• When the people of Pennsylvania, the people of New York and New Jersey, are fully awakened to the dangers of this activity, we’ll be able to build a movement and reign it in.
  • There are dangers associated with these industrial activities, and we have to look at the dangers in the broadest sense.
  • Natural gas has been identified by some as a clean fuel, but that’s when they compare it to how it burns and how coal burns.  That’s one part of the natural gas story.
  • You have to also look at the dangers in the process of extraction. When we drill down a mile deep, we’re finding naturally occurring radioactive material and as part of the drilling process, we’re then bringing that up to the surface.
  • Look, we need energy. We need to decide what level of risk we’re comfortable with. In my opinion, we need to be looking at renewable energy, like solar, like wind, get investments, and get them to a larger scale.
  • With this new direction from New York, we need to make sure there’s adequate time public participation and what was announced last week, is they would only allow a 60 day public comment period. That’s simply not enough. They haven’t looked at the research that’s been established since they closed the record in 2009.
  • The public needs more than 60 days to educate the folks at the state level about what we’ve been learning since December 2009. We ought to be looking at a 6 month period on what was proposed for New York State.

Guest – Attorney Jordan Yeager, a National Lawyers Guild member, a cooperating attorney with the Center for Constitutional Rights and member of Damascus Citizens. Curtin & Heefner LLP recently elected leading public interest attorney Jordan B. Yeager to its partnership. Mr. Yeager is a member of the firm’s Employment and Public Sector Section. Formerly in private practice as the named partner in a public interest law firm, Mr. Yeager served successfully as counsel in several groundbreaking cases, including matters involving constitutional rights issues; claims of reasonable accommodation against a municipal defendant; and the right to a jury trial in a whistle-blower retaliation case.


Second Austerity Measure Imposed On Greece

Protests and demonstrations continue to erupt in Greece as demonstrators rise up in the streets against deep cuts in services and jobs from austerity.  Austerity is the name of the government’s response to the demand of its creditors.  Austerity imposes on society a severe regimen of rising taxes, or cut government spending to please and satisfy creditors. Greece as predicted by Economics professor Rick Wolff a year ago has been hit the hardest by the global economic disaster. Why? For many reasons, it has a strong working class, socialist roots and a public sector made primarily of union jobs. The austerity has cut into the working class jobs as the country privatizes the post office, gas, water works and railway. Meanwhile, the wealthy continue to evade taxes in Greece and in the United States. Past shows on Greece: Law and Disorder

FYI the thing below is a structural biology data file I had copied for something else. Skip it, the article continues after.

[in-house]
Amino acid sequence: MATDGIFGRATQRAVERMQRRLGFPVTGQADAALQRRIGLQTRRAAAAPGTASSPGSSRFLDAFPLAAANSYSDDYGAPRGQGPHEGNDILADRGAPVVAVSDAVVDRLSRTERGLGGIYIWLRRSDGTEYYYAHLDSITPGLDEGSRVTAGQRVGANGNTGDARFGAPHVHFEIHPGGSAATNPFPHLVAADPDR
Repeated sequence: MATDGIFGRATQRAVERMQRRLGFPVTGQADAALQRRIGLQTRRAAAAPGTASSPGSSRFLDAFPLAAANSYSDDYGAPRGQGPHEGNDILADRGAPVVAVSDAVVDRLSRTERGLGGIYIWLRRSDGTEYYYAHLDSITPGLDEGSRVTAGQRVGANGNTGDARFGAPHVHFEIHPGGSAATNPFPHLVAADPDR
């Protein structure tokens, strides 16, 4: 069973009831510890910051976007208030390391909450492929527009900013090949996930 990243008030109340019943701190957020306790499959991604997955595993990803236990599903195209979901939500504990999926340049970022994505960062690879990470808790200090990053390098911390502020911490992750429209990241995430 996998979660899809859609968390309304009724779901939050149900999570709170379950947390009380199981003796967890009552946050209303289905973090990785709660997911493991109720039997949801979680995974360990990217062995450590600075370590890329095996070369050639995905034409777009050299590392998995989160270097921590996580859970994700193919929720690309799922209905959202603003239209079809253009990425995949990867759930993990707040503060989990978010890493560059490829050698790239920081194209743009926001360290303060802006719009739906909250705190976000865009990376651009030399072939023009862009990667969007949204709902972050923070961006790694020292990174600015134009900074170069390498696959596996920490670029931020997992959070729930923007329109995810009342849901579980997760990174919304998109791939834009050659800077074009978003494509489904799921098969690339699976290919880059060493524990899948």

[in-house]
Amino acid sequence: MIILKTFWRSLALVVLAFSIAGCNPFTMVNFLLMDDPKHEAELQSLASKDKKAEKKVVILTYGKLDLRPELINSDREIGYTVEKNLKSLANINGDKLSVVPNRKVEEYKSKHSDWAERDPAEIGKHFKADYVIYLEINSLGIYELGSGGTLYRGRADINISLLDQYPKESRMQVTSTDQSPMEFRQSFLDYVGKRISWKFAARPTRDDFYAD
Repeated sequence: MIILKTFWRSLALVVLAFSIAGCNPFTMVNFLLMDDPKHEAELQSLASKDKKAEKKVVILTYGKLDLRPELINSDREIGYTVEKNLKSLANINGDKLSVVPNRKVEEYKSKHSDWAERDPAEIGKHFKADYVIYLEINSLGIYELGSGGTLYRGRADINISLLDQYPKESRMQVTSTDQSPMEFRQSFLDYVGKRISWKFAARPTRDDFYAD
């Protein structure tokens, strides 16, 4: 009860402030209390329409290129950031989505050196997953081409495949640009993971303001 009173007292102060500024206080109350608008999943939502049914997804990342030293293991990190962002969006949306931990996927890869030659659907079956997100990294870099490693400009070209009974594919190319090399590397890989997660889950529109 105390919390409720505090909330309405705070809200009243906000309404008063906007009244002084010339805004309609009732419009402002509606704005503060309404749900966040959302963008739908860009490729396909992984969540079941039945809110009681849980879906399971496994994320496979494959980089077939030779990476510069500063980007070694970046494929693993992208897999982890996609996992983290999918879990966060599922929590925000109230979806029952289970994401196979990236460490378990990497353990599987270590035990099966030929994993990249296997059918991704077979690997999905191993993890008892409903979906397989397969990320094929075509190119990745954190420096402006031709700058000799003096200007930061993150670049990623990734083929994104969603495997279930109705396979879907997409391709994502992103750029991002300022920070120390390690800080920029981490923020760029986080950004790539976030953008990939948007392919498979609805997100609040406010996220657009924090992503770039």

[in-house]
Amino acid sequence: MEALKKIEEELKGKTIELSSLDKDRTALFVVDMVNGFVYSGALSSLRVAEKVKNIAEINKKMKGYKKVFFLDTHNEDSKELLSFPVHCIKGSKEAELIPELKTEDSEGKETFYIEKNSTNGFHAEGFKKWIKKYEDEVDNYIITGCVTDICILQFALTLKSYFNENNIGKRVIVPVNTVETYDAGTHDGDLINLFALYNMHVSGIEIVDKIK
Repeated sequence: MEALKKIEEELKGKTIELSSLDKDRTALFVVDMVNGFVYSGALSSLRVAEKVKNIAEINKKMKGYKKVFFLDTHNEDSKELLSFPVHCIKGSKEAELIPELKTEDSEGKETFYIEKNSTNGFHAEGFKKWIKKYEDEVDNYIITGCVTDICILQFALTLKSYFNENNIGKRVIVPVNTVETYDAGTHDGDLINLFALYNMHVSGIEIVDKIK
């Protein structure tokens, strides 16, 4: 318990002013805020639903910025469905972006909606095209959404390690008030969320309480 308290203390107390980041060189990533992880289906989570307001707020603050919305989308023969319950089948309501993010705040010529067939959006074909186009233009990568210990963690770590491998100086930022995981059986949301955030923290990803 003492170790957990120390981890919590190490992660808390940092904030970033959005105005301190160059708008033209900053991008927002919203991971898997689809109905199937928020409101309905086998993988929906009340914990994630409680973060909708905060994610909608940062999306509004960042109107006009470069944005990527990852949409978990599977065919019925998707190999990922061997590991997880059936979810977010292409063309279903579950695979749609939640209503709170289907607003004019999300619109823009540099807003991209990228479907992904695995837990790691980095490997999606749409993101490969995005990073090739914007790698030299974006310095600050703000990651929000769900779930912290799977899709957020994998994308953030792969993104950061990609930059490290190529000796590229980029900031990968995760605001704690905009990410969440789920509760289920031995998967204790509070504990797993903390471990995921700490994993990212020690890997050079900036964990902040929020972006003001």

Professor Costas Panayotakis:

  • I was in Athens that last few days, what you have in the European Union is imbalances that resulted partly from the introduction of the Euro, but also, by the general phenomena in the division of the world of some countries more technologically advanced and others that are not.
  • Right now you have a crisis, partly a European crisis, its not that the Greek culture is a pathological culture, as the mainstream media sometimes presents. Each crisis has its specifics, Ireland, Portugal, in Greece, the specificity is that the wealthy are not paying taxes.
  • There are tax evasion problems, the problem in Greece is of primarily of revenues rather than spending.
  • The mainstream media talks about the “bloated” public sector of Greece. The public sector is aligned with other public sectors in other countries. Now what they’re trying to do of course, traffic out jobs from the public sector to make Greece a public sector a small part of the economy  as it is in developing countries in Africa.
  • Because its debt has become so unmanageable, there was an austerity pack that was adopted last year that 110 billion dollars. Drastic cuts in public spending, welfare state,
  • Now what’s happened as is often the case, with IMF problems, the program didn’t work the way they said it was going to. Now Greece needs another loan to keep servicing its debt. One of the conditions is that Greece has this huge fire sale of all its public assets. The hope is that its going to raise 50 billion Euros.
  • Because values in all the public companies have shrunk rapidly, whoever buys them will buy at a really low price.  Many Greeks are up in arms about that. Now they see the banks wanting to follow up with more of the same, that’s why 80 percent of the Greeks oppose this policy.
  • We had a 2 day general strike last week, a 48 hour general strike had not happened in Greece for decades.
  • You also have a demand for real democracy, direct democracy. One of the demands was not to pass the austerity package.
  • Every 3 months there are news measures that have to be adopted in order for Greece to get the next installment of the loan. If Greece defaulted on their loan, it would effect the Eurozone in a very direct way, it would effect European banks.
  • I think the lesson to take away from this is fighting back is necessary.

Guest – Costas Panayotakis, a professor at the New York City College of Technology.